Cross-border for caribou
Dec 01, 2011
The USFWS proposes critical habitat protections for endangered mountain caribou in the South Selkirks. That's helpful to caribou recovery, along with recreation closures for the northern and southern Selkirks herds.
Transboundary herd of mountain caribou are helped by a plan to protect their critical habitat. Photo © Milo Burcham
The US Fish and Wildlife Service has announced a plan to designate 375,000 acres of critical habitat for the endangered South Selkirks mountain caribou. In May, thanks to Conservation Northwest and others, mountain caribou near Revelstoke received snowmobile recreation closures in caribou habitat. Both are important steps toward recovery of one of the most endangered mammals in North America.
For BC caribou, the 2009 Mountain Caribou Recovery Plan protects 5.4 million acres of caribou habitat from logging and road building. This year, augmentation of caribou to bolster dwindling herds is moving ahead at last.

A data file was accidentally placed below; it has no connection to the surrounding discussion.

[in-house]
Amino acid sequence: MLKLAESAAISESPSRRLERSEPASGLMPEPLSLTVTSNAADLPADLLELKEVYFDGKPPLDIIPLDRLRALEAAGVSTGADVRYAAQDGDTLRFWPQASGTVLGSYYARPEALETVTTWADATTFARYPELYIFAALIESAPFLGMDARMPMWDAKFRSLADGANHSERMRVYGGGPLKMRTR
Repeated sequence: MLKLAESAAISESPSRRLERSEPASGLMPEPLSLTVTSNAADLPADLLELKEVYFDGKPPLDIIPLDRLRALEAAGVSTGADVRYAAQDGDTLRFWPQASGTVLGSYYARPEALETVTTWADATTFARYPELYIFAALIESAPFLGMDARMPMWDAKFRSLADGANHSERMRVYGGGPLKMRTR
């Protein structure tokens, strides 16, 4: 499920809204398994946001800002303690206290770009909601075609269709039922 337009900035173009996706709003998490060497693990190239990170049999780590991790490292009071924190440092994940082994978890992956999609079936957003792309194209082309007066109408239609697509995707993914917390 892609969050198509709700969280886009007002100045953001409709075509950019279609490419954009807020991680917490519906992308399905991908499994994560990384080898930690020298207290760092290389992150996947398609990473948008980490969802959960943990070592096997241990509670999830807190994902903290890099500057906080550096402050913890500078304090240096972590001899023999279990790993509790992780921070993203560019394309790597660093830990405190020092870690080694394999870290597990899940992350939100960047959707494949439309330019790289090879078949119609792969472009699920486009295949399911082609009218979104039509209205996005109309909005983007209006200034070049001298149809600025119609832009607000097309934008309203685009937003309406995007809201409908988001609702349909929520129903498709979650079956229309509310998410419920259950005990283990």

Mountain caribou prefer high elevations and steep terrain with old-growth forests. Large hooves allow caribou to stay on top of deep snows to feed on lichens growing from low-hanging boughs. In winter, they rely almost exclusively on these arboreal lichens that grow only on trees more than 100 years old.
The greatest threats to mountain caribou survival are loss of old-growth forest, habitat fragmentation, the movement of predators into caribou habitat—and climate change.
Public comments to the critical habitat plan will be accepted until January 30, 2012. To make your voice heard, sign up to receive our email alerts!